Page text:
We all struggle with our memories. This is as true for society as a whole as it is for an individual. In some cases, the effort to preserve cultural history is also a race against time. We'll hear how a cave in Norway is helping keep our seed heritage on ice. And, can you speak Tofa? Magat Ke? As languages disappear faster than the rain forest, one group is working hard to keep native voices heard.
We all have something we feel certain about; the Sun will rise, the sky is blue and dried egg is hard to remove from shag carpet. You may feel strongly about these things - even swear by them; but that doesn't make them true, only that your neurochemistry is in high gear.
We'll hear how chemicals in the brain conspire to produce certainty and why even death and taxes are not foregone conclusions. Also, Sam Harris on the biology of belief… Phil Plait on vacationing brains and our Hollywood skeptic raises an eye at sure-fire, tinseltown blockbusters.
Like your stomach subjected to repeated $1.99 buffets, the universe is ever-expanding. As it grows, it inexorably becomes more chaotic. We'll hear what drives this increase in entropy, and whether there can be meaning in a universe that will ultimately become no more than a dark soup of cold particles.
Do you find eating tiresome? Is taking time to chew taking too big a bite out of your productivity? Well, you can soon say goodbye to the burden of beefy burgers and chlorophyll-ridden lettuce - you'll be able to pop a pill for all your nutritional needs! As much as you may find this too much to swallow, what we call "food" is changing. Indeed, you might not recognize the dinner of the future if it landed on your plate today.
We've all descended from a common ancestor, but, as Homo sapiens, we no longer brachiate through trees and have long abandoned our stone tools for iPods. Evolution has shaped us into the big-brained, bipedal, text-messaging specimens we are today. But it didn't happened without a lot of pressure. We'll look at some of the forces that have driven human evolution - from the snake-phobia that sharpened our eyesight, to the anger-management that was a prerequisite for civilization.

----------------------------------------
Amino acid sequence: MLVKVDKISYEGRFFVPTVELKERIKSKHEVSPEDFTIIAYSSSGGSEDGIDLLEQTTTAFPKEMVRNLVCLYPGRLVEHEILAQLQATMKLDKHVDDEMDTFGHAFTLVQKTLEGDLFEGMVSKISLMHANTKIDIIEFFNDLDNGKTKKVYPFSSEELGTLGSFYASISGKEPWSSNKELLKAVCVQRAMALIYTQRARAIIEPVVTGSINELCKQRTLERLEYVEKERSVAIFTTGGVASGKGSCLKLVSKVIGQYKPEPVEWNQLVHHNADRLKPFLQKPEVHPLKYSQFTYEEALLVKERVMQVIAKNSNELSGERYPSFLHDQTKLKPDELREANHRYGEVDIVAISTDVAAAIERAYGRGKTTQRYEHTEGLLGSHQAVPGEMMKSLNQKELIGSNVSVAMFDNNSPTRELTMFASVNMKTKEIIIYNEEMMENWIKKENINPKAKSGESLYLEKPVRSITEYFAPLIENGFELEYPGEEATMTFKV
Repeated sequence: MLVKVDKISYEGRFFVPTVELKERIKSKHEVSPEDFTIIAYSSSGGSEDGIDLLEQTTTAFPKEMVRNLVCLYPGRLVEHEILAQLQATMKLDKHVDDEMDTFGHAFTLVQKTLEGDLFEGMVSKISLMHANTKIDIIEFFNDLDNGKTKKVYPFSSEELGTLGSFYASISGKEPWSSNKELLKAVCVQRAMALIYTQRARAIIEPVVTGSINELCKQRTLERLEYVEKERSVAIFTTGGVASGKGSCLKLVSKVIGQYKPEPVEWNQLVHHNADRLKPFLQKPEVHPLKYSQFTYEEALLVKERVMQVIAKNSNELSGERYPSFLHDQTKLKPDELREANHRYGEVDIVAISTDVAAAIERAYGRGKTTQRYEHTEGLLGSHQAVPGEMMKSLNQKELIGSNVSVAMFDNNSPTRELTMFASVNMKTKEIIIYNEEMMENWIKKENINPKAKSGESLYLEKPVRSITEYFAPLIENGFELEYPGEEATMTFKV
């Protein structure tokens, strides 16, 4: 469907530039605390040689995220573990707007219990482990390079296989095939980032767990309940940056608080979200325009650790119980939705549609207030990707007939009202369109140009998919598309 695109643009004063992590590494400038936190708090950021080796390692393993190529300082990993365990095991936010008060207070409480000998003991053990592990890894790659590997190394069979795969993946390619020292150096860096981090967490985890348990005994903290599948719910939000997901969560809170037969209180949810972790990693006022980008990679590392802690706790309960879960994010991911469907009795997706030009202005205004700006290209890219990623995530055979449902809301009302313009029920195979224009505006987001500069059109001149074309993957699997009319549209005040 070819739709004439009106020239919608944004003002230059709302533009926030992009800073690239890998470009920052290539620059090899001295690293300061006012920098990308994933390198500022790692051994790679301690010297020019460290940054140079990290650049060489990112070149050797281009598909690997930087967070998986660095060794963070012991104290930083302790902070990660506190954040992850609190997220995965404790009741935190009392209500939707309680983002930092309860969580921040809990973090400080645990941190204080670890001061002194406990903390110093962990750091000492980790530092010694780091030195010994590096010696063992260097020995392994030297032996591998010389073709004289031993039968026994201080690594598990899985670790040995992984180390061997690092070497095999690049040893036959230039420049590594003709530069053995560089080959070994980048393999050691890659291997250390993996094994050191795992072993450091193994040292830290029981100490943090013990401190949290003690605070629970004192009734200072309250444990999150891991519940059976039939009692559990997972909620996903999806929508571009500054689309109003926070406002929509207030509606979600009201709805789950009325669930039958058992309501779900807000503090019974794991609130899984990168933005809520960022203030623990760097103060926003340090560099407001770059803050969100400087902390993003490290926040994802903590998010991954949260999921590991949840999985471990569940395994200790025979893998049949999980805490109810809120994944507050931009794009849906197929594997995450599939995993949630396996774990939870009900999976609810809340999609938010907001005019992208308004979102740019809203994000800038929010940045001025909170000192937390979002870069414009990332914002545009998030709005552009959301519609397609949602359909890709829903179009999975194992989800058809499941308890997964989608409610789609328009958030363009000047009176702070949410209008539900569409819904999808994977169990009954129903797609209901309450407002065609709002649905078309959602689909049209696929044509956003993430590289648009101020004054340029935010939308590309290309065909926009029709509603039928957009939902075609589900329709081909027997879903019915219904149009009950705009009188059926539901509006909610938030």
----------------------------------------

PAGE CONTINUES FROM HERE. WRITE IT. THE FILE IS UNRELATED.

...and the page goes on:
Blah, blah, blah. Yadda, yadda, yadda. Yap, yap, yap. There's a lot of blather out there in the verbalsphere - you know what I'm saying? So you need to be crafty in order to be heard. We'll wax eloquent about those who succeed at getting their messages across... from a theory about how animals compete for bandwidth to the beautiful and sonorous language of whales.
Also, how to recognize a message from E.T. And, making the case for letting that library card lapse: the extinction of the written word.
"As I look into the crystal ball, I see... I see... I see James Randi, magician and skeptic extraordinaire. It's the self-same Randi who once exposed Uri Geller's trick for bending spoons. What does he say now that Geller has apparently admitted he is a magician, and not a silverware psychic after all?"
Also, the Amazing Randi's last chance for all mind readers, levitation experts and other masters of the paranormal: you have two years to prove your stuff before the $1,000,000 challenge ends.
Think you have it together? Then, you'll want to thank the four fundamental forces of nature. They hold the universe together, govern everything that happens, and generally make it what it is today. Discover their universal properties and how they're in action all around us. From the gravitational pull that with may cause an errant asteroid to wallop Mars, to the electromagnetic phenomena that make asteroid showers an impressive sight. Also, physicist Freeman Dyson makes the case for spacecraft propelled by nuclear bombs.
Some detectives don't look for fingerprints or interrogate suspects to unravel mysteries. Instead, they're dressed in white coats, and armed with DNA probes and star maps. These are the science detectives: researchers who have found innovative ways to use science to solve puzzles that no one else can.